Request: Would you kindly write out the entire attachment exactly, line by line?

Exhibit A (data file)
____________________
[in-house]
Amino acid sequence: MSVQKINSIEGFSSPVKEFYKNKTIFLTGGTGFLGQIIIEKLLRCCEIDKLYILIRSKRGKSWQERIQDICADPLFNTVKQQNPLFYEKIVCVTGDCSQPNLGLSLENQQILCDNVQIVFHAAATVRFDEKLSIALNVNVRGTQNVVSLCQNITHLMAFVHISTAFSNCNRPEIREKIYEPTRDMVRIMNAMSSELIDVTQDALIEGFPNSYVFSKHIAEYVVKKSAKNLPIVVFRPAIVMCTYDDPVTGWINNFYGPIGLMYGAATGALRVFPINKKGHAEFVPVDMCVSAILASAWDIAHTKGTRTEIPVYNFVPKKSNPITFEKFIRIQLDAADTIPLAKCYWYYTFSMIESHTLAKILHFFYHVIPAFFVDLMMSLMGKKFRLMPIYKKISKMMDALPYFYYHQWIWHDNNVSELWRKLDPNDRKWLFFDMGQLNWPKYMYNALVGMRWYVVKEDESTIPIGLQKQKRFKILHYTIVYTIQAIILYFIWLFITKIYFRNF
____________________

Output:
[in-house]
Amino acid sequence: MSVQKINSIEGFSSPVKEFYKNKTIFLTGGTGFLGQIIIEKLLRCCEIDKLYILIRSKRGKSWQERIQDICADPLFNTVKQQNPLFYEKIVCVTGDCSQPNLGLSLENQQILCDNVQIVFHAAATVRFDEKLSIALNVNVRGTQNVVSLCQNITHLMAFVHISTAFSNCNRPEIREKIYEPTRDMVRIMNAMSSELIDVTQDALIEGFPNSYVFSKHIAEYVVKKSAKNLPIVVFRPAIVMCTYDDPVTGWINNFYGPIGLMYGAATGALRVFPINKKGHAEFVPVDMCVSAILASAWDIAHTKGTRTEIPVYNFVPKKSNPITFEKFIRIQLDAADTIPLAKCYWYYTFSMIESHTLAKILHFFYHVIPAFFVDLMMSLMGKKFRLMPIYKKISKMMDALPYFYYHQWIWHDNNVSELWRKLDPNDRKWLFFDMGQLNWPKYMYNALVGMRWYVVKEDESTIPIGLQKQKRFKILHYTIVYTIQAIILYFIWLFITKIYFRNF